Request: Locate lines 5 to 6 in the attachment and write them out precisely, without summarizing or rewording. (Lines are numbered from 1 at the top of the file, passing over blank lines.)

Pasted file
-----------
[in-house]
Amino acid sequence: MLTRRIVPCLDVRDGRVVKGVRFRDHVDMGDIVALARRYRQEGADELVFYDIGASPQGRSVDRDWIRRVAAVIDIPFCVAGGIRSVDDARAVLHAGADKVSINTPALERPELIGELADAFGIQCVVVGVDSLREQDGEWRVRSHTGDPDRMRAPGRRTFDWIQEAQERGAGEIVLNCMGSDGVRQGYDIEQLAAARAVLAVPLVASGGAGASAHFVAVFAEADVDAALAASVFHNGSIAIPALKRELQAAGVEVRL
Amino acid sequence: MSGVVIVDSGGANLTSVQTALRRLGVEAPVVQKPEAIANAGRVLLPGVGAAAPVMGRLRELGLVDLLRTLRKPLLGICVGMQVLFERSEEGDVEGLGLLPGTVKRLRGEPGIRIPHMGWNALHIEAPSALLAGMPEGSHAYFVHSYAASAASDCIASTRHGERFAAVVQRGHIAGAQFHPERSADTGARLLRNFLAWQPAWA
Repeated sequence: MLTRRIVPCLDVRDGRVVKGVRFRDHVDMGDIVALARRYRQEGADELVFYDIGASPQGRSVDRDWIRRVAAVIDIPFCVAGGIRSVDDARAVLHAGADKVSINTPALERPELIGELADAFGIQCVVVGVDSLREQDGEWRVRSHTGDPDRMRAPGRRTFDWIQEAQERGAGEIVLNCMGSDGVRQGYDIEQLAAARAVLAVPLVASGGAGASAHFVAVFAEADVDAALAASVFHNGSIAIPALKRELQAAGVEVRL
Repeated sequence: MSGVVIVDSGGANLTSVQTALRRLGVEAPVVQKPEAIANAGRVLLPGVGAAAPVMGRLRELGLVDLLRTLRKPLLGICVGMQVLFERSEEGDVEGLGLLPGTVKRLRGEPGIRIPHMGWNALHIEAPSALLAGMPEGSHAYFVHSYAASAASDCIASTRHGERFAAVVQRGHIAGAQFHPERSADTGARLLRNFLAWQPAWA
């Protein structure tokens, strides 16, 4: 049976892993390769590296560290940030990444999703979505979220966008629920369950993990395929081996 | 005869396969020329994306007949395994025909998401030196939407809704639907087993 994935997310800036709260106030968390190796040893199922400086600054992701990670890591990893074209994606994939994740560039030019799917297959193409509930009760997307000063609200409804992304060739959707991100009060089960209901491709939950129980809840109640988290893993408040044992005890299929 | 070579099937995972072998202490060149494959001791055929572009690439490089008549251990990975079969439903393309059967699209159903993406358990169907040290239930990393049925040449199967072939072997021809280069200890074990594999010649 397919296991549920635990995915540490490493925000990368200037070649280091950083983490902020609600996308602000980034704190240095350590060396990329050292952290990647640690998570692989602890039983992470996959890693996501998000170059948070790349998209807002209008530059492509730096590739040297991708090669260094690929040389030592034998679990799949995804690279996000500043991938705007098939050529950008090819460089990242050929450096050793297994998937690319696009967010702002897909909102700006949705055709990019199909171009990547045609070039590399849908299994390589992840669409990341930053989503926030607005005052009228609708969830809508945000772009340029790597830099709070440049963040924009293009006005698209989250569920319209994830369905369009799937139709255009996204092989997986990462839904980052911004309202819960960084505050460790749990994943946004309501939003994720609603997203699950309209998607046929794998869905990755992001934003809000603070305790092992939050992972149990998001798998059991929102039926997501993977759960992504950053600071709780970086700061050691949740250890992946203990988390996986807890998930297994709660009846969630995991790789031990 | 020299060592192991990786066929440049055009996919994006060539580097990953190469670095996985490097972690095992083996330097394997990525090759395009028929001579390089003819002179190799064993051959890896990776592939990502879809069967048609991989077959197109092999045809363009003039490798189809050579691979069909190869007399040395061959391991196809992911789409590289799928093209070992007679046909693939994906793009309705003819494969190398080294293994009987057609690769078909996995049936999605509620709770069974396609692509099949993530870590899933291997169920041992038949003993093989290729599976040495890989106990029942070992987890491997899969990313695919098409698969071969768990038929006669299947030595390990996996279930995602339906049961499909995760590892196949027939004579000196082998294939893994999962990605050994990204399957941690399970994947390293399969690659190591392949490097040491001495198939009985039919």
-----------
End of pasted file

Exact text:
Repeated sequence: MSGVVIVDSGGANLTSVQTALRRLGVEAPVVQKPEAIANAGRVLLPGVGAAAPVMGRLRELGLVDLLRTLRKPLLGICVGMQVLFERSEEGDVEGLGLLPGTVKRLRGEPGIRIPHMGWNALHIEAPSALLAGMPEGSHAYFVHSYAASAASDCIASTRHGERFAAVVQRGHIAGAQFHPERSADTGARLLRNFLAWQPAWA
């Protein structure tokens, strides 16, 4: 049976892993390769590296560290940030990444999703979505979220966008629920369950993990395929081996 | 005869396969020329994306007949395994025909998401030196939407809704639907087993 994935997310800036709260106030968390190796040893199922400086600054992701990670890591990893074209994606994939994740560039030019799917297959193409509930009760997307000063609200409804992304060739959707991100009060089960209901491709939950129980809840109640988290893993408040044992005890299929 | 070579099937995972072998202490060149494959001791055929572009690439490089008549251990990975079969439903393309059967699209159903993406358990169907040290239930990393049925040449199967072939072997021809280069200890074990594999010649 397919296991549920635990995915540490490493925000990368200037070649280091950083983490902020609600996308602000980034704190240095350590060396990329050292952290990647640690998570692989602890039983992470996959890693996501998000170059948070790349998209807002209008530059492509730096590739040297991708090669260094690929040389030592034998679990799949995804690279996000500043991938705007098939050529950008090819460089990242050929450096050793297994998937690319696009967010702002897909909102700006949705055709990019199909171009990547045609070039590399849908299994390589992840669409990341930053989503926030607005005052009228609708969830809508945000772009340029790597830099709070440049963040924009293009006005698209989250569920319209994830369905369009799937139709255009996204092989997986990462839904980052911004309202819960960084505050460790749990994943946004309501939003994720609603997203699950309209998607046929794998869905990755992001934003809000603070305790092992939050992972149990998001798998059991929102039926997501993977759960992504950053600071709780970086700061050691949740250890992946203990988390996986807890998930297994709660009846969630995991790789031990 | 020299060592192991990786066929440049055009996919994006060539580097990953190469670095996985490097972690095992083996330097394997990525090759395009028929001579390089003819002179190799064993051959890896990776592939990502879809069967048609991989077959197109092999045809363009003039490798189809050579691979069909190869007399040395061959391991196809992911789409590289799928093209070992007679046909693939994906793009309705003819494969190398080294293994009987057609690769078909996995049936999605509620709770069974396609692509099949993530870590899933291997169920041992038949003993093989290729599976040495890989106990029942070992987890491997899969990313695919098409698969071969768990038929006669299947030595390990996996279930995602339906049961499909995760590892196949027939004579000196082998294939893994999962990605050994990204399957941690399970994947390293399969690659190591392949490097040491001495198939009985039919």